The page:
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PICList Thread
'encoder question'
1999\03\23@205015 by Robert M. Bailey

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Hello everyone,
Does anyone know of any published projects that use a differential encoder
with a PIC?
Any tips or hints for the same would be helpful as well.
Thanks in advance
Bob Bailey

1999\03\23@210925 by Wagner Lipnharski

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This is quite easy if you mean rotation encoders,  where there is two
signals one 90 degrees from another...

Just look for signal #1 going up, then check signal #2.
If signal #2 is also up, the rotation is towards one side,
if signal #2 is down, the rotation is towards the other side.
So you can increment or decrement a counter easily.
Wagner

Robert M. Bailey wrote:
>
> Hello everyone,
> Does anyone know of any published projects that use a differential encoder
> with a PIC?
> Any tips or hints for the same would be helpful as well.
> Thanks in advance
> Bob Bailey

1999\03\23@220536 by Peter Homann

picon face
Below are segments of code for reading an encoder. It's written in C using
the CCS compiler (BTW: I think the compiler its great value, even with its
faults).

I'm using the RTCC to generate an interrupt when the encoder is turned, in
addition to using it to debounce the encoder inputs. Initially the RTCC is
set up to be clocked externally, (from the encoder A line ENC_A) and the
RTCC is preloaded with 255 (FFh). When the encoder A line goes from Hi to
low, the RTCC is incremented from 255 to 0 and an interrupt is generated.

The ISR then reads the state of the other encoder line ENC_B and
increments/decrements a variable (current_data). The ISR then changes the
mode of the RTCC to be internally clocked. This stops the encoder lines
bouncing and generating false interrupts. Once the RTCC overflows, an
interrupt is generated and a counter is decremented.  When this counter
reaches 0 the debounce delay has expired and the ISR changes the RTCC mode
back to being clocked externally, etc...

I hope this helps.

Peter



#define ENC_A           a_port.a4   // Pin used to read the encoder A output
#define ENC_B           b_port.b3   // Pin used to read the encoder B output

byte    current_data;      // This variable will be incremented or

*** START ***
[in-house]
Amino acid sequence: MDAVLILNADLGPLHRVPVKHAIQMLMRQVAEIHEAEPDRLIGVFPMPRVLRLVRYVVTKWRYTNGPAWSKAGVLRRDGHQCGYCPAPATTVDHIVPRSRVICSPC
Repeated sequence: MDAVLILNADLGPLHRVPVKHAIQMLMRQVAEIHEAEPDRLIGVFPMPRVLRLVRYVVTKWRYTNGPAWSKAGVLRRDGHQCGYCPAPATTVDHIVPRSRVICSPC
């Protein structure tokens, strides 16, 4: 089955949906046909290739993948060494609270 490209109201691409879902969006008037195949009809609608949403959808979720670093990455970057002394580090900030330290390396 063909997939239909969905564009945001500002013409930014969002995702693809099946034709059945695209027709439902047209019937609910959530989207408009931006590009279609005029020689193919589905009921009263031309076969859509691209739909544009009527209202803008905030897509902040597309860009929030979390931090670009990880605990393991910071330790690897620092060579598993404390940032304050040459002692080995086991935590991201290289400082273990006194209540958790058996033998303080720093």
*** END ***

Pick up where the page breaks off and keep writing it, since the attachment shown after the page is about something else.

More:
// decremented by the encoder ISR as the encoder
is
                          // rotated.
byte    encoder_timer;     // Used by the encoder ISR for debouncing the
                          //encoder inputs.
boolean encoder_intrpt;    // Indicates whether the RTCC interrupt is caused
                          // by an encoder change (external) or from the
RTCC
                          // counter overflowing (internal).


// Setup the RTCC to clock from the internal clock
#inline
void
set_rtcc_internal_clock()       // CCS compiler workaround
{
   #asm
       movlw 0x81
       movwf 0x04
       bcf   0x00,5
   #endasm
}

// Process the RTCC interrupt.
#int_rtcc
encoder_isr()
{
   if (encoder_intrpt)             // If the interrupt was generated by the
   {                               // ENC_A input, test the ENC_B input to
       if (ENC_B)                  // determine the direction the encoder
has
       {                           // been  rotated. Update the current
data
           current_data--;         // accordingly.
       }
       else
       {
           current_data++;
       }
       set_rtcc_internal_clock();  // Setup the RTCC to perform encoder
input
       set_rtcc(0);                // debouncing.
       encoder_timer  = 50;
       encoder_intrpt = FALSE;     // Indicate that the next RTCC interrupt
   }                               // will be from the debouncing function
   else
   {
       encoder_timer--;            // Debounce the encoder input.
       if (!encoder_timer)
       {
           set_rtcc_ext_h_to_lo(); // Set the next interrupt to be from
           encoder_intrpt = TRUE;  // the ENC_A input.
           set_rtcc(255);
       }
   }
}

---
Peter Homann    Email:  spam_OUTpeterhTakeThisOuTspamadacel.com.au
Adacel Technologies Ltd _/_/_/ _/_/_/ _/ Phone:   +61 3 9596 2991
250 Bay St, Brighton   _/  _/   _/   _/  Fax:     +61 3 9596 2960
Victoria  3186        _/_/_/   _/   _/   Home:    +61 3 9555 5603
AUSTRALIA            _/  _/   _/   _/_/_/Mobile:      0414-494578
------------------------------------------------------------------------


|-----Original Message-----
|From: pic microcontroller discussion list
|[.....PICLISTKILLspamspam@spam@MITVMA.MIT.EDU]On Behalf Of Robert M. Bailey
|Sent: Wednesday, 24 March 1999 11:44
|To: PICLISTspamKILLspamMITVMA.MIT.EDU
|Subject: encoder question
|
|
|Hello everyone,
|Does anyone know of any published projects that use a
|differential encoder
|with a PIC?
|Any tips or hints for the same would be helpful as well.
|Thanks in advance
|Bob Bailey
|

1999\03\23@225325 by Rob

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im working on the code for one right now..
Ill let u know..
BTW, its not as easy as you would think..
rob

-----Original Message-----
From: Robert M. Bailey <.....baileysKILLspamspam.....KTIS.NET>